For this week, aside from looking and contacting experts, I decided to dig deeper into my subject: Methane.
When I pulled this topic out of the hat, and did the initial research on it, I immediately gravitated towards the agricultural route. That led my down a road that eventually stumbled upon CAFOs (Concentrated Animal Feeding Operations), and while that subject is a very interesting one, I feel is one that definitely gets its share of the limelight.
Because of that, I decided to trace back my steps and go back to the fork on the road to where it all began. I still had two paths to explore. I went down the rabbit holes of Industry and Waste and came out the other side… relatively unscathed.
So, in honor of the concept maps we did in the last class (which I found to be very helpful) I created a mini concept map on the other sub-topics I explored – excuse the ripped up envelope, inspiration struck and this was the closes thing I could write on:
They were both interesting, but waste is something that I gravitated towards more than industry. As I kept digging more and more, I stumbled upon a YouTube video about the Huls Dairy Farm in Corvallis, Montana that built Montana’s first “methane digester.” A methane digester is basically a machine that uses the Manure that is produced by the dairy animals to power an engine and generator to produce electricity.
This was very interesting to me because it not only brings together the agriculture and waste aspects of my topic, but it also bring together the whole side of energy consumption and alternate energy sources.
I’m toying with the idea of doing a smaller, affordable version of a methane digester for my project. I’m not sure yet, and I have to do a lot more research on this–there’s surprisingly a ton of DIY resources on the internet, so we’ll see.
I emailed the Huls farm owners, in the hopes of getting more information about the digester, and to see if they can shed light on how they went about creating this and where the idea came from–since they were the first ones to do it in Montana.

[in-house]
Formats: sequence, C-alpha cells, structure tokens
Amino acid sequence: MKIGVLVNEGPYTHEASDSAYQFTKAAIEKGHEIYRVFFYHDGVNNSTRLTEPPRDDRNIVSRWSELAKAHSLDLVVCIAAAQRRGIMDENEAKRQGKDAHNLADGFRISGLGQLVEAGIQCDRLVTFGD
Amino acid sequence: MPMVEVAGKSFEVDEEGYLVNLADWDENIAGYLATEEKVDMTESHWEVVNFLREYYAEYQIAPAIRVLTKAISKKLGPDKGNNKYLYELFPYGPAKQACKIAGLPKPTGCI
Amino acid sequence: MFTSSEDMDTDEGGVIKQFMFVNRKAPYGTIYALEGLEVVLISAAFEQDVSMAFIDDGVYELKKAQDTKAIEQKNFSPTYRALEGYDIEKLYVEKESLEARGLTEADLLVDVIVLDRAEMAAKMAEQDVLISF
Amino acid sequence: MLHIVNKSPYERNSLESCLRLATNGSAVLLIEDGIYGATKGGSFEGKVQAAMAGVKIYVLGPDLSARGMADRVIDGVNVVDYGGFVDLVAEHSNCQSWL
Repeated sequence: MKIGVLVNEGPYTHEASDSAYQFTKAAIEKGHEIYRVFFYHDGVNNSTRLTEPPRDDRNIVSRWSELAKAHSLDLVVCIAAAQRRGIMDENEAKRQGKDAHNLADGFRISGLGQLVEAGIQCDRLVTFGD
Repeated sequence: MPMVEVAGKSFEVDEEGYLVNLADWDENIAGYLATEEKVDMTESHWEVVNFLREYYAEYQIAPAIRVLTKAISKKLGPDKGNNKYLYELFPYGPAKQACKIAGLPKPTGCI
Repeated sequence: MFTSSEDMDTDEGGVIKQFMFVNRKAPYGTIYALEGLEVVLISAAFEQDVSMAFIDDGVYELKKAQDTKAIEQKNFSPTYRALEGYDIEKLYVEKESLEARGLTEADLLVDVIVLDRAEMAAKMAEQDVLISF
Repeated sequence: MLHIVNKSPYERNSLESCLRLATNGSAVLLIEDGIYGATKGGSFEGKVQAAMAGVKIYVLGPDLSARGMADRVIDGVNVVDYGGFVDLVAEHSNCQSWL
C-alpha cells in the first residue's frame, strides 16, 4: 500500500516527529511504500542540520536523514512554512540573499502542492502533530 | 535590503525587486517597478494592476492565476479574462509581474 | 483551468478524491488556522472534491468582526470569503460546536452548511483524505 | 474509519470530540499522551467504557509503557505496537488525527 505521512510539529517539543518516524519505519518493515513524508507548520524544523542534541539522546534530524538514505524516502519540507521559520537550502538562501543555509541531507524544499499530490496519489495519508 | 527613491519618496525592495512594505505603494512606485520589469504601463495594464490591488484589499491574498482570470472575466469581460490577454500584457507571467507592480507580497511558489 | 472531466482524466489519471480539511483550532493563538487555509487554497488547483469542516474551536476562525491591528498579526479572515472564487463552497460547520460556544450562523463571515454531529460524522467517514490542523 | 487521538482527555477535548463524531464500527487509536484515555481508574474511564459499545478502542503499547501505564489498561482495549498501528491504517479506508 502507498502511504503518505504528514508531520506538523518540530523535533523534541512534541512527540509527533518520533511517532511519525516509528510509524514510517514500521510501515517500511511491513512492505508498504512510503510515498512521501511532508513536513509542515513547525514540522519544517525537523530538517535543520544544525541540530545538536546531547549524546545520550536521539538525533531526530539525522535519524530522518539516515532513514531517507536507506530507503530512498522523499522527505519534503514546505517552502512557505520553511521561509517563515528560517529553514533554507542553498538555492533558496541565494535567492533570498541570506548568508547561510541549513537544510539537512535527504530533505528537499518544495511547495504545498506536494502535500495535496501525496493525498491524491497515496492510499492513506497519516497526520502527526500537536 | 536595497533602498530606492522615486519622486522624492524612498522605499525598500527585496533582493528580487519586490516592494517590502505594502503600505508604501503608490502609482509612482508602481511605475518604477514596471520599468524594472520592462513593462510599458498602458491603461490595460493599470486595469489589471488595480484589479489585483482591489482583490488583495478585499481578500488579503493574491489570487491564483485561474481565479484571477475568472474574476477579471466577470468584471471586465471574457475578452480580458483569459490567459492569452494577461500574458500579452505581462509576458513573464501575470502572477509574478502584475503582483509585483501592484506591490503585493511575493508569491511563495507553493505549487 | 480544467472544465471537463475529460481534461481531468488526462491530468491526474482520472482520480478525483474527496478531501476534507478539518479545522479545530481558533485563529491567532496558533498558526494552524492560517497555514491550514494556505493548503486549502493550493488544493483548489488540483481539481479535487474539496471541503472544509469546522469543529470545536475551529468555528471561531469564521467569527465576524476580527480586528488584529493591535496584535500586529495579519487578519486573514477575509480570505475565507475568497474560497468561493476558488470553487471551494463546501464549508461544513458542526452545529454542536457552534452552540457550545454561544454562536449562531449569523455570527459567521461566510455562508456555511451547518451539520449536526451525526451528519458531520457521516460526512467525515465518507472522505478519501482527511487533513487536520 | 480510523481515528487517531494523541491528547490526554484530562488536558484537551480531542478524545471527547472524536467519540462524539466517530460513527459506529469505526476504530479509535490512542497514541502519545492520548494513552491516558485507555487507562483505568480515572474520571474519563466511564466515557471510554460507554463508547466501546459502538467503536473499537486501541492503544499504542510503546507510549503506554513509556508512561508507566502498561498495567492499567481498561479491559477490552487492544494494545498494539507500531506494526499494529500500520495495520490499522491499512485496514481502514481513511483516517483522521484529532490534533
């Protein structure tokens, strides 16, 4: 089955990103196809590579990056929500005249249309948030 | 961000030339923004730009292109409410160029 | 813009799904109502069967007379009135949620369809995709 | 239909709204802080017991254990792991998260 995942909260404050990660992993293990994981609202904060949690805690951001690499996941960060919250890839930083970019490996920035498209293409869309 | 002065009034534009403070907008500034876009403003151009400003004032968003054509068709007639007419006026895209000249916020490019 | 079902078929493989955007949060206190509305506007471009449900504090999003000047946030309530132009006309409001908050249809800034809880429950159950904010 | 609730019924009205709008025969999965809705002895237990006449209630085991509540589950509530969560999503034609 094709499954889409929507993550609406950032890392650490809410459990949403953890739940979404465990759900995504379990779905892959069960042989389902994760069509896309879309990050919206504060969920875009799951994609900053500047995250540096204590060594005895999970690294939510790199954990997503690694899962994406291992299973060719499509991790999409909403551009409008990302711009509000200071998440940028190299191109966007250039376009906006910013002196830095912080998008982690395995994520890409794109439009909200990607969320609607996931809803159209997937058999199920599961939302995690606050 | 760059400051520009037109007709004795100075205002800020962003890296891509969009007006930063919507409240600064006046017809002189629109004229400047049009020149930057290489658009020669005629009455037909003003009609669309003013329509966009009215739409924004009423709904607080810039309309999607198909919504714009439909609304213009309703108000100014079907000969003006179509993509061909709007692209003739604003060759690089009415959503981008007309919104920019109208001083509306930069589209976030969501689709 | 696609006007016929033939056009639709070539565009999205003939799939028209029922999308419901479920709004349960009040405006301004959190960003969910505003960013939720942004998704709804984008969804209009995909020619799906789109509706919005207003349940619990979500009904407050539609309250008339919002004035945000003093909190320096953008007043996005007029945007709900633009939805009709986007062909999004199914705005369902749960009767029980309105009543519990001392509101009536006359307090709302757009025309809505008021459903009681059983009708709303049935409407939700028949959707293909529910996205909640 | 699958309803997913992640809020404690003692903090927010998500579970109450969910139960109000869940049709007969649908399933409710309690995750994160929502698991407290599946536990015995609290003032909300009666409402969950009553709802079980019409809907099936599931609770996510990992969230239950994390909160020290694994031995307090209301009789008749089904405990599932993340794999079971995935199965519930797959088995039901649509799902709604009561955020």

I also emailed Kate Tibbetts (a woman Ben Light put me in contact with). She’s currently writing a graphic adaptation of Ben Franklin’s letter to the Royal Academy of Brussels… on farts. You can read the content here. I’m interested in at least looking into this topic as it’s usually the one that gets thrown back at me whenever I mention Methane. While farts composition are usually only 7% methane, it’s definitely a subject that engages people and I wonder if there’s something interesting I could do with that.
A bit of a longer post that I was expecting, but hopefully interesting to read all the way through.
I decided to watch this documentary called “Food Chains” over the weekend. I was interested to see the side of agriculture labor workers, and man did this leave me depressed. The documentary was mostly focused on farmers and produce, but it still sheds the light on was is basically modern slavery and just outright exploitation.
I think it hit a little closer to home for me, because I lived in Florida for 9 years and me and my family shopped (and still do) at Publix–a food chain that’s a focus on this documentary. It saddens me deeply that they hold the chips to change this situation, and for three years have refused to do nothing about it.
Of course while watching it you feel outraged and say to yourself “just pass the laws, and fix the minimum wage and that’s it!” but the reality is that all of this is tied to issues that are not easily fixed… or “wicked problems” as we call them in class. So what can we do then?
This is a question I’ve been wrestling with for a while now. The more information and knowledge I acquire in political and social issues, the more frustrated I get, but the more I realize that there’s no right answer. The biggest problem is that I feel like all those resigned voters that say “my vote doesn’t do anything,” and I struggle to see how I can create a bigger impact on the issues I care about.